nancy mark
Krill Roye
It's 100 miles from the tip of Cape Breton, Nova Scotia across Cabot Straits to Newfoundland. Our first crossing in 2000 was a beautiful sunny day, light winds, with a full moon that night as we crossed the Straits. After 30 hours and approximately 225 miles we anchored in Lark Harbor, just inside the Bay of Islands, about 1/3 way up the west coast. Our first impression of Newfoundland was that, notwithstanding the collapse of the cod fishery, the people seem very upbeat, houses kept very neat and tidy, and the appearance of not wanting for much. The Bay of Islands offers many good anchorages

At the head of the Bay of Island, 10 miles up the fjord, is Newfoundland's second larges city. Corner Brook, a very pleasant mill town, just outside Gros Morne National Park and Marble Mountain, a downhill ski area. First surveyed and charted by the redoubtable Capt. James Cook in the 1760's, the bay is, as its name implies, a magnificent bay studded with islands. The good Captain must have grown short of creative place names, however, as we know of at least two other bays to which he applied that moniker, one in New Zealand, and yet another in Prince William Sound, Alaska. Nancy has now transited all three, so Mark may be compelled to try for the hat trick as well. Allen's Cove Yacht Club and Marina is just west of town, offers showers and laundry and is on a bus line. Most provisions can be found in town as well as restaurants and entertainment.

An 18 hour sail north of the Bay of Islands is Port au Choix, as it translates from the French, the port of choice. The finest natural harbor n the west coast of Newfoundland, it has been the site of human habitation for 5,500 years. From the first Maritime Archaic Indians, the Groswater Palaeoeskimos, the Dorset Palaeoeskimos, to Basque, French, and English whalers and fishermen, Port au Choix has been the source of shelter from the storms of the Straits of Belle Isle and marine resources for longer than just about any other place in the New World. A series of archaeological digs, and a very fine collection of artifacts are on display at the National Historic Site visitor's center.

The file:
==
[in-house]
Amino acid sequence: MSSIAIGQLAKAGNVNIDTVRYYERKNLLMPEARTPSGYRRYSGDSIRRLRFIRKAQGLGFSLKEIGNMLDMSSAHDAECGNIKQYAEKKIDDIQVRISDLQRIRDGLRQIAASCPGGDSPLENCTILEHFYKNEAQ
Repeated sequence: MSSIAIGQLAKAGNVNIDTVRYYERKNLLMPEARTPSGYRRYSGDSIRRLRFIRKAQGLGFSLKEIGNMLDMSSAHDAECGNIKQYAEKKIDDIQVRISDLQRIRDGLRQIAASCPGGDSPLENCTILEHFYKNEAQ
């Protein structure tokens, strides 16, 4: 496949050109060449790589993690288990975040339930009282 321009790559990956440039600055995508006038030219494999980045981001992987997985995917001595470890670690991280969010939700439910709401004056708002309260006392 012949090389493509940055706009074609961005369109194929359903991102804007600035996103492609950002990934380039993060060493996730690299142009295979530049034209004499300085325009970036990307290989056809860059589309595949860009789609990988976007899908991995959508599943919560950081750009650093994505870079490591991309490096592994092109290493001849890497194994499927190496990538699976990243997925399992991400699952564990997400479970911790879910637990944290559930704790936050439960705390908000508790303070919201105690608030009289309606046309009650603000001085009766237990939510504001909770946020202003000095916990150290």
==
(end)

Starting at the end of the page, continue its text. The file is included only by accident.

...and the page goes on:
Fifty miles or so further up the Newfoundland coast is a very small harbor in a place called Black Duck. In 2001, on our return from Labrador, we sought shelter from the late season gales of the Straits of Belle Isle in Black Duck harbor. As soon as we made fast to the wharf, two elderly gentlemen made their way down the ramp, and asked to come aboard. In their eighties, these men had known each other their entire lives. They were middle aged when the first road connected their village to the rest of the island, and seldom had they ventured far from home except to fish "the Labrador". With the collapse of the Cod fishery in Newfoundland, fishing for the specie that had defined life on "The Rock" for five hundred years had now been restricted to but three days per season for personal use only. Notwithstanding their advanced age, these men were excitedly preparing to spend all of the next day together in a dory, jigging for cod, in the Straits of Belle Isle.

Our visitors' interest in Tamara was genuine, as well as extensive, as both men vividly recalled the time when schooners sailed north each season for the Cod. To them, we were very special, having just returned from Labrador aboard a sailing vessel. What I found touching was their deep friendship and complete reliance on one another. One gentleman was tall and hardy, with strong, work-hardened hands, but he could see and hear only very poorly. The other was much smaller, hunched over, able to get around only with great difficulty, but his eyes and ears were just fine, thank you! So this symbiotic pair worked as a team, with the sighted one doing the navigation, with the stronger man assisting his friend in getting around. Their respect for what we had done with Tamara was very gratifying, as these men knew where we had been and what it had required of us to do so. That is the best sort of professional recognition.